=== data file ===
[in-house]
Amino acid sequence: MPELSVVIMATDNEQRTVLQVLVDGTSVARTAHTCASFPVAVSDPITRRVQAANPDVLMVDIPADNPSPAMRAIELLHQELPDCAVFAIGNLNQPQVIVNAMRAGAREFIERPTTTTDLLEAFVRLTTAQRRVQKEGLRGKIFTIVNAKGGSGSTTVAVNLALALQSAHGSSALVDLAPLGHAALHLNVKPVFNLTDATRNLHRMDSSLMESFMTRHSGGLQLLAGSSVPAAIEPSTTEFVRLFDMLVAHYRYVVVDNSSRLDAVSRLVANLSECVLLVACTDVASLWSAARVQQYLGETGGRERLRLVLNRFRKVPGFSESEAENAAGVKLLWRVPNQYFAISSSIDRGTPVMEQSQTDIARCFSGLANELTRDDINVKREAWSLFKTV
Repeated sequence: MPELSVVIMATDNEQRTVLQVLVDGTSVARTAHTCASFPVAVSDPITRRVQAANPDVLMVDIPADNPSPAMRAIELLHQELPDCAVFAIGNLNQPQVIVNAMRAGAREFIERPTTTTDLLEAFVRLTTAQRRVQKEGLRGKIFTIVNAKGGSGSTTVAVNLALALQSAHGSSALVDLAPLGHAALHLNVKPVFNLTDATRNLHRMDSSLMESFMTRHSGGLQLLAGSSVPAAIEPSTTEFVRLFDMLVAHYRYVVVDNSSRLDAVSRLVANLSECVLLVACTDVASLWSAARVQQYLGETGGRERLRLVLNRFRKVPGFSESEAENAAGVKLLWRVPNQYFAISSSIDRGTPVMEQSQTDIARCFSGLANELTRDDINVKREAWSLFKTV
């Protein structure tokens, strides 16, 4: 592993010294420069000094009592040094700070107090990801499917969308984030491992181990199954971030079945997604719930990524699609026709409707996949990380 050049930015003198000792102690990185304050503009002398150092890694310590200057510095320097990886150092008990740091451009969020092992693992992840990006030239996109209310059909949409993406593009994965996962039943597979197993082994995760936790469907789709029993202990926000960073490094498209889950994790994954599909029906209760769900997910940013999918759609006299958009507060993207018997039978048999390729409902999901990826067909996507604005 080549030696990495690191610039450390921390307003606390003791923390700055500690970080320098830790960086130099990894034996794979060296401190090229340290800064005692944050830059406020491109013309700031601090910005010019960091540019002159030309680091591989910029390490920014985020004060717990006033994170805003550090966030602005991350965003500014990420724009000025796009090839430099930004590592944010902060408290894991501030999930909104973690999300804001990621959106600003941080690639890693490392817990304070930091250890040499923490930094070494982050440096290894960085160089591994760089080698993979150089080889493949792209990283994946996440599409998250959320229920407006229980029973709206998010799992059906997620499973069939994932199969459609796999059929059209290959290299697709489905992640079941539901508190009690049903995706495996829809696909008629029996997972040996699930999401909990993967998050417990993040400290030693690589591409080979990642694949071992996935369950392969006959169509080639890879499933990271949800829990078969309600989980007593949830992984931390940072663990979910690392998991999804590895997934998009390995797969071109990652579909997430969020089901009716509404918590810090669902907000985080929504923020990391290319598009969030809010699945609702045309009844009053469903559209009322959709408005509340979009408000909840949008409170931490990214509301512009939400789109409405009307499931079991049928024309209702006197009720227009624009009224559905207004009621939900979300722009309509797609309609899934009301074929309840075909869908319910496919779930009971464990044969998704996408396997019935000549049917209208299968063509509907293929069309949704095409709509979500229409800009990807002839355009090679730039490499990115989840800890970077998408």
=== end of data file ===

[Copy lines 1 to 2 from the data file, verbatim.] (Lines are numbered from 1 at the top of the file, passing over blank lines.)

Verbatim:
[in-house]
Amino acid sequence: MPELSVVIMATDNEQRTVLQVLVDGTSVARTAHTCASFPVAVSDPITRRVQAANPDVLMVDIPADNPSPAMRAIELLHQELPDCAVFAIGNLNQPQVIVNAMRAGAREFIERPTTTTDLLEAFVRLTTAQRRVQKEGLRGKIFTIVNAKGGSGSTTVAVNLALALQSAHGSSALVDLAPLGHAALHLNVKPVFNLTDATRNLHRMDSSLMESFMTRHSGGLQLLAGSSVPAAIEPSTTEFVRLFDMLVAHYRYVVVDNSSRLDAVSRLVANLSECVLLVACTDVASLWSAARVQQYLGETGGRERLRLVLNRFRKVPGFSESEAENAAGVKLLWRVPNQYFAISSSIDRGTPVMEQSQTDIARCFSGLANELTRDDINVKREAWSLFKTV